Comprised of two former members of the Nightblooms holed up at home with their instruments and an ADAT, Safe Home sound like some odd but appealing amalgamation of electronic minimalist baroque folk-pop for shoegazers. Or at least that's what comes to mind after giving their first full-length album, You Can't Undo What's Already Undid, a spin; Esther Sprikkelman's ethereal and airy vocals ride over the top of the spectral, bare-bones melodies created by Sprikkelman and Harry Otten, which are mostly built from suspended keyboard patches, electronic loops, and subdued acoustic and clean electric guitars (with the sharp tone of a distorted electric adding the occasional bit of punctuation). Sprikkelman's impressionistic lyrics are as much about mood as they are about literal meaning (especially given her breathy vocal style, which gives sound and feeling and edge over enunciation), but they certainly communicate well enough, and it's hard to argue with the shimmering beauty of the final product. You Can't Undo What's Already Undid is hardly recommended for long drives late at night, but anyone looking for a quality smart pop chillout would be well-advised to put Safe Home on their shopping list.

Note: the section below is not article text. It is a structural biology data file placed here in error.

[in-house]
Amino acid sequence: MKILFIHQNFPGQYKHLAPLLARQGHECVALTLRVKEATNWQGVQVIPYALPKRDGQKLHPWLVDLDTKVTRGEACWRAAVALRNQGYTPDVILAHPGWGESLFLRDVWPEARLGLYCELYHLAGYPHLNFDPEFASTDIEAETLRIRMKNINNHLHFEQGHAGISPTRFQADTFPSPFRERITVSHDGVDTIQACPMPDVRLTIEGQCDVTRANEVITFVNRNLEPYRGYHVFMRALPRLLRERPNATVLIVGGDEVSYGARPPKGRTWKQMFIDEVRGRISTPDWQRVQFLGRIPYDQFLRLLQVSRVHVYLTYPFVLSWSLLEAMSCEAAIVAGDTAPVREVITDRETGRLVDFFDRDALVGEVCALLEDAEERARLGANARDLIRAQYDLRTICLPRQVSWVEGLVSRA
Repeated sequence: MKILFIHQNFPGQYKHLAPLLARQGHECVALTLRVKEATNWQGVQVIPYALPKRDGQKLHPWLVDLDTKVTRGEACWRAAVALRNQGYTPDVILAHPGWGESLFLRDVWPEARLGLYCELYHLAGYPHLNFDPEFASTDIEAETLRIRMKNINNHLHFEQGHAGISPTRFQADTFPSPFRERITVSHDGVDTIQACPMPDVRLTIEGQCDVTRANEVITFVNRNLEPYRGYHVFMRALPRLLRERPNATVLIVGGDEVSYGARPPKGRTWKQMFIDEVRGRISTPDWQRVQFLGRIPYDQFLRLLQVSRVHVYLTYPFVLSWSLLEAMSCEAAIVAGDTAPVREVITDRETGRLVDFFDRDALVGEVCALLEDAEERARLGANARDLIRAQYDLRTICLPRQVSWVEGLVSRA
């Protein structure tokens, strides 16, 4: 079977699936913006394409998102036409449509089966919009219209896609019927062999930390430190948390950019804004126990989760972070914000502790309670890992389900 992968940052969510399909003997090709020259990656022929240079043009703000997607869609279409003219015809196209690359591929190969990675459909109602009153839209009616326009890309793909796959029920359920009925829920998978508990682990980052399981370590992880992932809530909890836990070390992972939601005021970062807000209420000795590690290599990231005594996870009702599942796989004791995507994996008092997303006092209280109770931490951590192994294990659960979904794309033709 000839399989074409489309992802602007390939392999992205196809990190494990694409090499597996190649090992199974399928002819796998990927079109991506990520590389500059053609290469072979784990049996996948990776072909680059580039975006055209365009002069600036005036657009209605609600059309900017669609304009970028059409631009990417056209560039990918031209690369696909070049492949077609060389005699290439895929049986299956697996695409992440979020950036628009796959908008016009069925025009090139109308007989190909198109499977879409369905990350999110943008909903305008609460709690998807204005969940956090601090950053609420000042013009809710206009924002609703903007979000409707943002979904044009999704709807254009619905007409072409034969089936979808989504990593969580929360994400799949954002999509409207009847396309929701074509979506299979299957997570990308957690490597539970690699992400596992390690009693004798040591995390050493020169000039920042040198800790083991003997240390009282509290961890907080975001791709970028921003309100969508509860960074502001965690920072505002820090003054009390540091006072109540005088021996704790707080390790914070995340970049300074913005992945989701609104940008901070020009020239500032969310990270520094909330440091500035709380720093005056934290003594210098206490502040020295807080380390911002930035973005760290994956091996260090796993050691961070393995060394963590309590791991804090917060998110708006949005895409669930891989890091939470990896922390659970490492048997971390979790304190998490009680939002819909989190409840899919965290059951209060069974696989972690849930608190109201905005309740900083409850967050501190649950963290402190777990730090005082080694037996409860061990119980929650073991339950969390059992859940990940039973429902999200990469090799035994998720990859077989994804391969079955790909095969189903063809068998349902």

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AllMusic Review by Mark Deming